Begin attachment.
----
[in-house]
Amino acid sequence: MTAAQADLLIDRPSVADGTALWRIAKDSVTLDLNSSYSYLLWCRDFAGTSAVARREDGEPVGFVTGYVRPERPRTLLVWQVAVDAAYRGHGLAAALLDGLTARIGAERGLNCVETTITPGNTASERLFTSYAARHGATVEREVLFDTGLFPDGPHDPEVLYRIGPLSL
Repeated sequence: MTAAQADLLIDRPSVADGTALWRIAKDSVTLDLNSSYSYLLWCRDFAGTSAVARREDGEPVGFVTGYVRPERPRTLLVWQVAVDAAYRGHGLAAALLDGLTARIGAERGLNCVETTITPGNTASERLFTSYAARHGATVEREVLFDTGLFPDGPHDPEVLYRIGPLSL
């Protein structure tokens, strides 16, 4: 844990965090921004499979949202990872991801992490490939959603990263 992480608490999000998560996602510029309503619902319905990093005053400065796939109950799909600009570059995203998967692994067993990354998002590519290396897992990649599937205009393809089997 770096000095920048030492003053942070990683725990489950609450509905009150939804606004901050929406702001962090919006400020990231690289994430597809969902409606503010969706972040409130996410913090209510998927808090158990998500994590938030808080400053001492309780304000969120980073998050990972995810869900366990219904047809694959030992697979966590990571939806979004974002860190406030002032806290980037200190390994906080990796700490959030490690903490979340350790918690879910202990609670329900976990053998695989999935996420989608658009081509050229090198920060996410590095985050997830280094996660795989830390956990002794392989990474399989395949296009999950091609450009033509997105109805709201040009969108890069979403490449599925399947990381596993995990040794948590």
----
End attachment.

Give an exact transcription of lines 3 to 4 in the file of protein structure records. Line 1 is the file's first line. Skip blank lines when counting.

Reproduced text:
Repeated sequence: MTAAQADLLIDRPSVADGTALWRIAKDSVTLDLNSSYSYLLWCRDFAGTSAVARREDGEPVGFVTGYVRPERPRTLLVWQVAVDAAYRGHGLAAALLDGLTARIGAERGLNCVETTITPGNTASERLFTSYAARHGATVEREVLFDTGLFPDGPHDPEVLYRIGPLSL
């Protein structure tokens, strides 16, 4: 844990965090921004499979949202990872991801992490490939959603990263 992480608490999000998560996602510029309503619902319905990093005053400065796939109950799909600009570059995203998967692994067993990354998002590519290396897992990649599937205009393809089997 770096000095920048030492003053942070990683725990489950609450509905009150939804606004901050929406702001962090919006400020990231690289994430597809969902409606503010969706972040409130996410913090209510998927808090158990998500994590938030808080400053001492309780304000969120980073998050990972995810869900366990219904047809694959030992697979966590990571939806979004974002860190406030002032806290980037200190390994906080990796700490959030490690903490979340350790918690879910202990609670329900976990053998695989999935996420989608658009081509050229090198920060996410590095985050997830280094996660795989830390956990002794392989990474399989395949296009999950091609450009033509997105109805709201040009969108890069979403490449599925399947990381596993995990040794948590």